Virtual Interviewing

By The Intersect Group

7 Essential Tips

Due to the coronavirus, recruiters and hiring managers across the country and around the world are converting in-person interviews into video interviews for the health and safety of everyone involved.

While it may not be everyone’s first choice, video interviews are enabling the hiring process to continue despite quarantine protocols.

To better prepare you, we have gathered up some of The Intersect Group’s most essential tips and best practices to successfully take – and ace – your next video interview.

1. Test the technology you will be using
There are a variety of video interviewing technologies available today. From Skypeand Google Hangouts, to HireVue and Zoom. You will likely receive a calendar inviteor an email with the details of your video interview ahead of time. Be sure to create alogin if you do not have one already and test out the technology. If you already have anaccount for the platform you will be using, like Skype or Google for instance, make sureyour profile is appropriate – this includes username and/or email address, profile pictureand bio.

2. Prepare your interview space
This tip is completely unique to a video interview. When you take an in-person interview,you do not have to think about what your home office or dining room table looks like.Now you do. When you test out the technology you will be using, it’s also a good ideato take a look at what your surroundings will look like when you are on camera. Don’t beafraid to stage the area behind you and really look at what is in the frame. If you have abookshelf in the background, make sure you don’t have any inappropriate book titlesshowing. The same goes for pictures and anything else that might be hanging on thewall behind you. Your surroundings, just like what you are wearing, is a representation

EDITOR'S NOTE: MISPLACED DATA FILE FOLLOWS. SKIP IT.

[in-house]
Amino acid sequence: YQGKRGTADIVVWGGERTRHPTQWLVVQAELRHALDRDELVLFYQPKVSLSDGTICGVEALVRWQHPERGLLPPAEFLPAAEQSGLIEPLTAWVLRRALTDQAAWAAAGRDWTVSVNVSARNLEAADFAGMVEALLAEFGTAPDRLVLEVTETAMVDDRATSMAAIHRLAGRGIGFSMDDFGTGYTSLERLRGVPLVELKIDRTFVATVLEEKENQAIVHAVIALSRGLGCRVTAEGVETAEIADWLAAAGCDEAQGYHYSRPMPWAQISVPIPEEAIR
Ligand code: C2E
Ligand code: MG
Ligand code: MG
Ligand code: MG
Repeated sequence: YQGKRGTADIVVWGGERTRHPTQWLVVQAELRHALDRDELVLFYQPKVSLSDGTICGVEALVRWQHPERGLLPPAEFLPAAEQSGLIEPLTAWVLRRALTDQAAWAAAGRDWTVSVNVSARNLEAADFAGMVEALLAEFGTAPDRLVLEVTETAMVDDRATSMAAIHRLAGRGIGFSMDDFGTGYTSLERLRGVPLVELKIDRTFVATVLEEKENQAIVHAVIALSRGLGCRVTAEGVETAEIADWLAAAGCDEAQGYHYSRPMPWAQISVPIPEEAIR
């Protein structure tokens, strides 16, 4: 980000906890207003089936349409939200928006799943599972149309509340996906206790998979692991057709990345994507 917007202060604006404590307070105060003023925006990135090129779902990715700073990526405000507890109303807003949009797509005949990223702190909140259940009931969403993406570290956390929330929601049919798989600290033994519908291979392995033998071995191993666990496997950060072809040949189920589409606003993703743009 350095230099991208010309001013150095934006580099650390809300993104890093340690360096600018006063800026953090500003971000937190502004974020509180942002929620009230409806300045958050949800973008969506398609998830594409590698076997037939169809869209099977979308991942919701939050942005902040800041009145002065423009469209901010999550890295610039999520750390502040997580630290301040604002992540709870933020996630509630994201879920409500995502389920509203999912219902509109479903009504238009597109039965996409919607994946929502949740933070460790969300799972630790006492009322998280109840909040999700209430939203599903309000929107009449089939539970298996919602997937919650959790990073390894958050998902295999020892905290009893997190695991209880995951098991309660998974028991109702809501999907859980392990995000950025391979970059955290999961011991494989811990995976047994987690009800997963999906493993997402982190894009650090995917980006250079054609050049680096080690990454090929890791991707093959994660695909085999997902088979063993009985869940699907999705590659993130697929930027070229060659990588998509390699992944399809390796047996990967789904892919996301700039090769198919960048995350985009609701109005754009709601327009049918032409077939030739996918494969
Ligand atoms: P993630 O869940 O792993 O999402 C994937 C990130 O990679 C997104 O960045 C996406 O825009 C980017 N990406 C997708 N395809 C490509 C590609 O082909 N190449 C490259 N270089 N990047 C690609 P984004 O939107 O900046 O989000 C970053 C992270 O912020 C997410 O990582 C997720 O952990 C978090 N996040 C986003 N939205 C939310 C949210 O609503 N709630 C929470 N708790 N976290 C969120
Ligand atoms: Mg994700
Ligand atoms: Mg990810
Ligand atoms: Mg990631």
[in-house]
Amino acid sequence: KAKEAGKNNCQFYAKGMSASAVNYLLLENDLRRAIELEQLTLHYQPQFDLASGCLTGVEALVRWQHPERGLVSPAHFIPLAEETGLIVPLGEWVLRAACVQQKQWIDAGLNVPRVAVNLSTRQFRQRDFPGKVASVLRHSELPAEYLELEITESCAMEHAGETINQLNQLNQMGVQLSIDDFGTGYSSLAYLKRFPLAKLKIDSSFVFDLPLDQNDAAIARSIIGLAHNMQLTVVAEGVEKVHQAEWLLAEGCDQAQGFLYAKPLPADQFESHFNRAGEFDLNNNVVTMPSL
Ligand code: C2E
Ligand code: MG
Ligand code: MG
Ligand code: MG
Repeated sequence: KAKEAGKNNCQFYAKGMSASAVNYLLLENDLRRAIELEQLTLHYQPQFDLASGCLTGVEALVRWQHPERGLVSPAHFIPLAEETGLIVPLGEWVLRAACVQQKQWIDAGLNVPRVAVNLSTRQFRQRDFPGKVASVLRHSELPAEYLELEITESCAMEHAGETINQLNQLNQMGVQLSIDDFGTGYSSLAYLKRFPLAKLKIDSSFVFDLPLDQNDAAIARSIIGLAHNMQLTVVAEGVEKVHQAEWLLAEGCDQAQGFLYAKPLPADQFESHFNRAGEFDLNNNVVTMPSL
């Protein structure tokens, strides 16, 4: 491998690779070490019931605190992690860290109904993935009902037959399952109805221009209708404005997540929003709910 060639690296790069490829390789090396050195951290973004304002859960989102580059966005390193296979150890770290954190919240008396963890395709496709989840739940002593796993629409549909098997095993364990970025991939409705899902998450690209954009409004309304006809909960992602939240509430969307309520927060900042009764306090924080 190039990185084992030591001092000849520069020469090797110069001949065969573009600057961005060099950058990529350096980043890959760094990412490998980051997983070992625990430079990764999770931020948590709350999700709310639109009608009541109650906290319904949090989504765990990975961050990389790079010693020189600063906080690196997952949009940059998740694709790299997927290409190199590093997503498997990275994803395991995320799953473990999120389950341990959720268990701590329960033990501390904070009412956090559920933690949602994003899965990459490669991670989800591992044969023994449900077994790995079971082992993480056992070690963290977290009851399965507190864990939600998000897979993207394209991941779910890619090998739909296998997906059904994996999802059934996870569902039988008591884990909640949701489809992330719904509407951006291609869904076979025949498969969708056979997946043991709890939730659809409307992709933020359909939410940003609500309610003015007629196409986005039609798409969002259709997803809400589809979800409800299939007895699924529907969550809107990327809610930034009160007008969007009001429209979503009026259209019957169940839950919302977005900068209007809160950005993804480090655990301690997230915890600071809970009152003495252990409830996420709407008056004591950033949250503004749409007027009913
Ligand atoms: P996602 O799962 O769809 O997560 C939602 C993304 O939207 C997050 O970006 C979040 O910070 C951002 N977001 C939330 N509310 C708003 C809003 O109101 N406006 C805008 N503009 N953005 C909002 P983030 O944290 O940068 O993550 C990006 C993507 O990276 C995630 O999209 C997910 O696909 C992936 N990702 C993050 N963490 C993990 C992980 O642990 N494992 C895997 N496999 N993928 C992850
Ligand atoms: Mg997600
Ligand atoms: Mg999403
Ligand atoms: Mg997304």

3. Dress up
We’ve all heard it before, but I’m going to say it again: “Dress for the job you want, not the job you have.” A video interview is still an interview, so don’t slack on dressing the part. Be mindful about wearing bright colors or jewelry that makes a lot of noise. In short, all of the same in-person rules apply to how you dress for a video interview.

4. Don’t forget your notepad and questions
Treat a virtual interview the same way you would an in-person interview, by dressing the part and coming prepared. Bring a notepad to the interview and be sure to write down 3-5 questions ahead of time. Do not use your notepad as a crutch if you are uncomfortable on video. Instead, only write down the imperatives, and before you start writing it’s a good idea to mention to your interviewer that you are going to be jotting down some notes. You don’t want it to appear like your focus is on anything else but the interview.

5. Put your phone on silent and turn off other notifications
You don’t want to be distracted by an email popping up on your laptop or by the latest COVID-19 news alert. Turn off or mute these distractions while you take your video interview.

6. Be patient
As many companies and employees take their work remote, bandwidth and technology platforms are being put to their limits. Lag time and other technology glitches are bound to happen, even when the whole world isn’t working remotely, so be patient with yourself and with the interviewer. Answers during an interview should be concise anyways, but it might be a good idea to check in and make sure your interviewer can still hear you. This is an especially good idea if your answer is taking you more than a minute or two to get through. You don’t want to get through a lengthy response only to find out he or she couldn’t hear what you were saying the whole time.

7. Show your personality
One of the drawbacks some people face on virtual interviews is that they don’t get to share as much of their personality, and the interviewer therefore doesn’t get the same benefit of really getting to know you. As much as possible, you want to make the interviewer feel like they have just walked away from an in-person sit down with you. Don’t be shy about using hand gestures and facial expressions.

While it may not be everyone’s first choice, video interviews are enabling the hiring process to continue despite quarantine protocols.